China is one of the biggest investors in various infrastructure projects in Sri Lanka.
A state-run Chinese firm has clinched the contract to develop the Colombo Port’s eastern container terminal, the Sri Lankan government announced on Wednesday, months after it scrapped a tripartite deal with India and Japan to build the deep-sea container port.
China is one of the biggest investors in various infrastructure projects in Sri Lanka. But there has been criticism, both locally and internationally, and growing concerns that China has lured Sri Lanka into a debt trap.
The island nation in 2017 handed over the strategically important Hambantota port to a state-run Chinese firm for a 99-year lease as a debt swap amounting to USD 1.2 billion.
The China Harbour Engineering Company has clinched the contract to develop the Colombo Port’s eastern container terminal (ECT) in stages, according to a Cabinet note.
The Cabinet has approved the proposal made by the ports and shipping minister to pick the Chinese firm in a competitive bidding process, it said, without mentioning how much the deal was worth.
The ECT development project had become a controversial political issue in Lanka with President Gotabaya Rajapaksa’s administration reneging a previously entered trilateral agreement with India and Japan to develop the ECT.
The port trade unions led by the ruling SLPP affiliates pressed for ditching of the India-Japan deal, claiming that the proposed deal with India’s Adani Group was a sell-out of the lucrative ECT. They demanded that the ECT should run under the government-owned Sri Lanka Ports Authority (SLPA).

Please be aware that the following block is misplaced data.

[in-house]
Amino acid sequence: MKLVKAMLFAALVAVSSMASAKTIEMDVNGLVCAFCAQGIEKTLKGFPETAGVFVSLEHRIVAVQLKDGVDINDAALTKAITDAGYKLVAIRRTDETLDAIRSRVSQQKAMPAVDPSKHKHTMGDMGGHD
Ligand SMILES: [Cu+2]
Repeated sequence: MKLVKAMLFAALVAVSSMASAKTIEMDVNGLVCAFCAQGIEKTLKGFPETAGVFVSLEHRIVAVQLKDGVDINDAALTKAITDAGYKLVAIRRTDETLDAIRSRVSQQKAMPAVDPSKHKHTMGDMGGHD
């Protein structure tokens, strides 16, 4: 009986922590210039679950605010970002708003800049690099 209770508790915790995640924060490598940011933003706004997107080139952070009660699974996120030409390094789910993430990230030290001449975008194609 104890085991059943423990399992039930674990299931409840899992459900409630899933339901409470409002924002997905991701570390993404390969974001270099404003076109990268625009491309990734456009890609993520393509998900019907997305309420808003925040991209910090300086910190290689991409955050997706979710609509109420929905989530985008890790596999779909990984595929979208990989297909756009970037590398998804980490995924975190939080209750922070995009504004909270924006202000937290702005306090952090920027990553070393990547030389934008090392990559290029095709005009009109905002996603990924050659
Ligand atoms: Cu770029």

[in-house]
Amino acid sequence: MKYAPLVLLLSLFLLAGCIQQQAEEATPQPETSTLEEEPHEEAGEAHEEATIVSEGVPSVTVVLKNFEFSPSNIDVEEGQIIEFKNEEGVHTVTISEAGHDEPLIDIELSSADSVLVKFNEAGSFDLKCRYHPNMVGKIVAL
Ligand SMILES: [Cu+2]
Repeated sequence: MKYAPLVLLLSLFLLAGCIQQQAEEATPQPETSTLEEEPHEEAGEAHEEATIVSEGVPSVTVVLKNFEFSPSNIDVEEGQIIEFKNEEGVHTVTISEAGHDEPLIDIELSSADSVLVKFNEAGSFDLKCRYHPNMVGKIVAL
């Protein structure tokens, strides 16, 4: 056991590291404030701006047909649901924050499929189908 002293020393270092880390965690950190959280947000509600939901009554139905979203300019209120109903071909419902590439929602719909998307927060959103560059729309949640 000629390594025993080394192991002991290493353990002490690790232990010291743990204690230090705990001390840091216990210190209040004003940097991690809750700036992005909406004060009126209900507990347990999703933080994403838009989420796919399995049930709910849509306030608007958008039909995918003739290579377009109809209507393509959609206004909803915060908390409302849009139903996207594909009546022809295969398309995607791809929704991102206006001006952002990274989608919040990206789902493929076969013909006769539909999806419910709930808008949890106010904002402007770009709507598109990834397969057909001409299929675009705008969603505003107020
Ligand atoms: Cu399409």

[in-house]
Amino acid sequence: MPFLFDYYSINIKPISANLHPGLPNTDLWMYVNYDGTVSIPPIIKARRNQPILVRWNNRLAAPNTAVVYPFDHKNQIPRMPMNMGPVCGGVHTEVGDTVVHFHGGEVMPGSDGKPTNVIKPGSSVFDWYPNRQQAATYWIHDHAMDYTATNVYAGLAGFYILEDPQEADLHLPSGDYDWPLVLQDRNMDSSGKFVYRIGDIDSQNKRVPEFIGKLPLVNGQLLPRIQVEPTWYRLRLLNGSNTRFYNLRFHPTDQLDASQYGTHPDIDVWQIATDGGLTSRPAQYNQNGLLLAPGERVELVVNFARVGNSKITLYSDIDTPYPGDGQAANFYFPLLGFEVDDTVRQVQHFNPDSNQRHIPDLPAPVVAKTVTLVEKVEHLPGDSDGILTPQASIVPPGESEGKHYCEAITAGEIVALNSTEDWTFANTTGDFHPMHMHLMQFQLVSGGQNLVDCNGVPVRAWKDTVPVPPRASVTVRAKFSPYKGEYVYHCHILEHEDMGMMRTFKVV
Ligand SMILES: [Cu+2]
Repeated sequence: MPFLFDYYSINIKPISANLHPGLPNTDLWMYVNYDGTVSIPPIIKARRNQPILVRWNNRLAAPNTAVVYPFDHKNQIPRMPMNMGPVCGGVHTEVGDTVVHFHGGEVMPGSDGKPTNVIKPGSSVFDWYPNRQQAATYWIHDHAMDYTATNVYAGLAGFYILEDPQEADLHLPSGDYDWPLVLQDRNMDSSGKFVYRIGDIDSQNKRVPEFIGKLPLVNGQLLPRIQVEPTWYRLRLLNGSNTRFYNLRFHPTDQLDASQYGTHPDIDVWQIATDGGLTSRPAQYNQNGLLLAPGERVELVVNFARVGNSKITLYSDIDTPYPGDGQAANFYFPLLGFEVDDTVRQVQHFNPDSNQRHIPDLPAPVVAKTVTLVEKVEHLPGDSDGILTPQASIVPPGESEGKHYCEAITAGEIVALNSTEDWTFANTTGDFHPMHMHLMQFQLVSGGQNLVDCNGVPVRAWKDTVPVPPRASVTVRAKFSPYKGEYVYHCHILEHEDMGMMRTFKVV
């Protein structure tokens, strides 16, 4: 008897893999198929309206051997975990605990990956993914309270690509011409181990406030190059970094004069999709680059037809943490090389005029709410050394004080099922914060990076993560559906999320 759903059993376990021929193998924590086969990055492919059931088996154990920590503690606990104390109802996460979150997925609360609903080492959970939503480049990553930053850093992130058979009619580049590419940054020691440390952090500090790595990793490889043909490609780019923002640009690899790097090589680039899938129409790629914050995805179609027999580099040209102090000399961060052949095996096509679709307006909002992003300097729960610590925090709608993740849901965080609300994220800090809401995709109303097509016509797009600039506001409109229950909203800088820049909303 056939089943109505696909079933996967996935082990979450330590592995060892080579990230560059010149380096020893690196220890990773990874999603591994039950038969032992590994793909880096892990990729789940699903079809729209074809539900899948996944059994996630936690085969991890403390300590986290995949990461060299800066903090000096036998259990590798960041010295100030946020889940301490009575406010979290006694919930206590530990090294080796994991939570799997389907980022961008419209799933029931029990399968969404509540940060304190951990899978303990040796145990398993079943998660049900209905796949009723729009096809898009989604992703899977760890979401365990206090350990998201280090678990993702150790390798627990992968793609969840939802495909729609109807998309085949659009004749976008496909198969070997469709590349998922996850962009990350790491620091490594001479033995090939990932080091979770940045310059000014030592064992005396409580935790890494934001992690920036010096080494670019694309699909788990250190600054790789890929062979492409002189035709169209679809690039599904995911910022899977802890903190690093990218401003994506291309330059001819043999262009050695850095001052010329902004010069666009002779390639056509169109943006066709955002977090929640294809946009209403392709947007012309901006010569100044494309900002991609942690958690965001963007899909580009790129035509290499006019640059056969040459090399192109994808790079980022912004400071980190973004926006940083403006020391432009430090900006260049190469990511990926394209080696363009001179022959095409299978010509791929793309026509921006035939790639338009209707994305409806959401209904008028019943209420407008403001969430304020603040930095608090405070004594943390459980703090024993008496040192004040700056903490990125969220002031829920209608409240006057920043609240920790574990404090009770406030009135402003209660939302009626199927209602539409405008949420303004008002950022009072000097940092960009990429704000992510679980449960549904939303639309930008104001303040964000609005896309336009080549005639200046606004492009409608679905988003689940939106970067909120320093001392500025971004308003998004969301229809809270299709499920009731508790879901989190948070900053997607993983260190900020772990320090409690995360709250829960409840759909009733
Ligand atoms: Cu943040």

The SLPA had signed a memorandum of cooperation in May 2019 with India and Japan to develop the ECT during the previous Sirisena government.
The Colombo port trade unions opposed the proposal of investors from India and Japan buying 49 per cent stake in the ECT. They demanded the ECT to remain 100 per cent owned by the SLPA as opposed to the 51 per cent.
President Rajapaksa had declared that he wanted the India-Japan deal on the ECT to go ahead. However, after weeks-long protests by trade unions, the government cancelled the India-Japan ECT deal in February this year.
Both India and Japan had officially expressed disappointment over Colombo’s back tracking on the ECT.
Subsequently, Adani Group in September sealed a deal with SLPA to develop and run the strategic Colombo Port’s Western Container Terminal (WCT). As the first-ever Indian port operator in Sri Lanka, Adani Group will have a 51 per cent stake in WCT.